In 2010 they hit up the then-new Gautrain station, targeting corporate types with suited ambitions. The business took off instantly and thus ignited the entrepreneurial bug in Theo Baloyi. As an astute natural analyst, he noticed that, apart from looking good, people in the hood love smelling good too. While you will always be mocked for wearing fake Gucci’s, no one would ever say that you are wearing fake perfume. He figured that he could source generic oil-based perfumes, which last longer, and sell them. In no time, the perfume business was doing so well that he no longer had to go door to door. He had a clientele that came to him directly. At its peak, the perfume business had the then-19-year-old Theo sitting with over R150k in the bank. A far cry for a kid who once had been swindled by hackers who left his account on a minus.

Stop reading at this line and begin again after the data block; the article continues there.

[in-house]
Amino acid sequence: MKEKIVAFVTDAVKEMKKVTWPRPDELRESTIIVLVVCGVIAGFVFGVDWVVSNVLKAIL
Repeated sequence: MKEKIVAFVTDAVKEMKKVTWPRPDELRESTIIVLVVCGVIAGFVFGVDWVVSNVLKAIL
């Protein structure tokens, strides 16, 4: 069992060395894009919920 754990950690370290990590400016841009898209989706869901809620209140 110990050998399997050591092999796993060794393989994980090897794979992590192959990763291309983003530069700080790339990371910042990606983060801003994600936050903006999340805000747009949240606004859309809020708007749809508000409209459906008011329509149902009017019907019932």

But it was in the classroom that Theo found his M.O. [Modus Operandi] in life. Dwayne ‘The Rock’ Johnson put it as, “Be the hardest worker in the room”. He had discovered that regardless of his background and that of the more privileged students around him, his work ethic leveled the playing field for him. As a result, he became the top accounting student in his class for the entire duration of his tertiary years. The dedication from his studies paid off when international accounting firm PricewaterhouseCoopers, a donor of the bursary that paid for his tuition, came through looking for the best student. There was no one else to consider but the son of Baloyi. This move secured him his first job straight out of tertiary and thrust him into the plush passages of the multinational conglomerate.